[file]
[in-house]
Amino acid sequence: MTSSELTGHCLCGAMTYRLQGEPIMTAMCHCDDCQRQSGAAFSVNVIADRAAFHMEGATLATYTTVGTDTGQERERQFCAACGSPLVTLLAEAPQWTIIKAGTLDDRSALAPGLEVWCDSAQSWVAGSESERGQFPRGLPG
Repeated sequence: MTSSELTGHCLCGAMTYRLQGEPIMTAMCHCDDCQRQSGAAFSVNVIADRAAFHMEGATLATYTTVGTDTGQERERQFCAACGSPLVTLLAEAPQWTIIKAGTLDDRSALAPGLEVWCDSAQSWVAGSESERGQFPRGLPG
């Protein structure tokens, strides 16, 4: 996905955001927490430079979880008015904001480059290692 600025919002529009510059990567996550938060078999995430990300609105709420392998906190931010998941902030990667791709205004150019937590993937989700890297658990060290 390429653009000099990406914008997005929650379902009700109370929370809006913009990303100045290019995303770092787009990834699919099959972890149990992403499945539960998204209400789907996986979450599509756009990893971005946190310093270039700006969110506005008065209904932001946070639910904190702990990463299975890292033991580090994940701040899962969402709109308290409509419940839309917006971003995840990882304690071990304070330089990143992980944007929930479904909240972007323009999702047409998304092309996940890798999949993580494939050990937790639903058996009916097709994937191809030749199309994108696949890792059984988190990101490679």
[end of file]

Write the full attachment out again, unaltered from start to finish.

[in-house]
Amino acid sequence: MTSSELTGHCLCGAMTYRLQGEPIMTAMCHCDDCQRQSGAAFSVNVIADRAAFHMEGATLATYTTVGTDTGQERERQFCAACGSPLVTLLAEAPQWTIIKAGTLDDRSALAPGLEVWCDSAQSWVAGSESERGQFPRGLPG
Repeated sequence: MTSSELTGHCLCGAMTYRLQGEPIMTAMCHCDDCQRQSGAAFSVNVIADRAAFHMEGATLATYTTVGTDTGQERERQFCAACGSPLVTLLAEAPQWTIIKAGTLDDRSALAPGLEVWCDSAQSWVAGSESERGQFPRGLPG
């Protein structure tokens, strides 16, 4: 996905955001927490430079979880008015904001480059290692 600025919002529009510059990567996550938060078999995430990300609105709420392998906190931010998941902030990667791709205004150019937590993937989700890297658990060290 390429653009000099990406914008997005929650379902009700109370929370809006913009990303100045290019995303770092787009990834699919099959972890149990992403499945539960998204209400789907996986979450599509756009990893971005946190310093270039700006969110506005008065209904932001946070639910904190702990990463299975890292033991580090994940701040899962969402709109308290409509419940839309917006971003995840990882304690071990304070330089990143992980944007929930479904909240972007323009999702047409998304092309996940890798999949993580494939050990937790639903058996009916097709994937191809030749199309994108696949890792059984988190990101490679």